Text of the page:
Under the Hammer - Objects of Desire At Auction
Dukes Auctioneers slideshow presentations of forthcoming auction sales, including works by Matisse, Hockney and Lucien Freud....
Published on: 4th May 2009
6th May 2009
As the search engines continually refine and adjust their formulae for working out which sites deserve to get which position in their listings, so we're also continually improving and responding with the code we're writing into our clients' websites.
While this seems a bit like a circular process, in fact so long as we stay on the ball, the end results are almost always beneficial for our clients. The reason for this is that Google and its kin want to put the most relevant and genuine sites at the top of its search listings; and the algorithms they use are trying to weed out those sites that are trying to be something they're not - eg. pretending to be a cycling website but really advertising pharmaceuticals - and highlighting those sites that offer really comprehensive information about the search topic.
We're currently working on two of our clients' websites to optimise their search rankings. They are both holiday websites and both face the same stiff competition for bookings in their different areas.
The issues in both cases are similar. We're able to generate traffic to the site, but the conversion to phone call or email contact is not as high as it could be. Our solution is two-fold. Firstly we've conducted some modest market research to get public perceptions of the two sites. And secondly we've adjusted the search engine optimisation of the sites to match the target market more closely.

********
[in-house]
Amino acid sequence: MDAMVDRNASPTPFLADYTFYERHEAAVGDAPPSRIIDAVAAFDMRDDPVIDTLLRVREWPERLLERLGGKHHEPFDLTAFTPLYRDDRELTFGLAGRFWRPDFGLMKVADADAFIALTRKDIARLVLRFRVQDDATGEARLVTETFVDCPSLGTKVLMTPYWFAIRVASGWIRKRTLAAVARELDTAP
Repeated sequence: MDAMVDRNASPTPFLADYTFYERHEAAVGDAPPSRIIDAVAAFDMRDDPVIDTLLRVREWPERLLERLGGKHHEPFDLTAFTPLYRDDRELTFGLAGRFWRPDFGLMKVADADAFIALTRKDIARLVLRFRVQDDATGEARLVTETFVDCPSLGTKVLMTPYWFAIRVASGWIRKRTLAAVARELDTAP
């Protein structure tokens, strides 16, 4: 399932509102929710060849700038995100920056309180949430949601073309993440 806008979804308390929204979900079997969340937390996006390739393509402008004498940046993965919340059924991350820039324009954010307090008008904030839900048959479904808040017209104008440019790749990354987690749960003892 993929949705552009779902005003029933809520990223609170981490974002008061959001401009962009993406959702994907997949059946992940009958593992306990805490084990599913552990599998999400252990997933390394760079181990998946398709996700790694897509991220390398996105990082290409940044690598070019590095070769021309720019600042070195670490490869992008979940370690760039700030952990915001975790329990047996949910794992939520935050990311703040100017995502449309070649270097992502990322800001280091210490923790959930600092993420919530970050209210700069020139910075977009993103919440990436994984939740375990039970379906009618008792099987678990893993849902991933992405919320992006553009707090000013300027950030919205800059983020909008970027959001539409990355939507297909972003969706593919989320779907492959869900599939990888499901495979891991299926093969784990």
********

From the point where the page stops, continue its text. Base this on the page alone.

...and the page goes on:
The hardest part about designing a public website is trying to put yourself into the shoes of your target visitors. What are they looking for? What do they want to see? How do they want to be sold to? Making this mental leap into the visitors' position is usually a real struggle as clients normally start from the position of 'what I want to tell you' not 'what do you want to know?'.
With these two sites, we've completely re-written the script and intention for the sites. We've pinpointed the market; young professionals for one, slightly older adults for the other. We've then addressed the language needed to sell to these two different markets. Both are sophisticated in understanding selling and buying cues, both demand high quality presentation, and both need an assumption of a respectful degree of intelligence.
The content therefore needs to be high quality - including high quality photography and well constructed text. They don't need to be bombarded with infinite details. They don't need to be told what to think; the images in particular will inspire and generate that sort of insight.
So we're now in the nitty gritty of commissioning new photography and writing the new text. In one case we've redesigned the whole layout of the site to give more prominence to the images and in the other we've developed a new set of photographs to illustrate the site more effectively for the target market.
These changes should help to improve the conversion rates for the visitors that do arrive on the site. It should make more of the opportunities provided by the existing site traffic. But the other side of the coin is to increase traffic, and more importantly, increase the right sort of traffic.
To increase the traffic to the site, not only will the new text be more on-target for the market we're trying to reach, but we'll also be revising the keywords, description, title and photo captions to reinforce the message. We're also planning to add new 'niche' pages to describe particular types of holiday that can be experienced when staying at both locations, outdoors, hiking, sailing, field sports and so on.
Together these changes should not only help generate more of the right sort of traffic to the two websites but also convert more of the traffic into customers. We'll keep you posted on the results.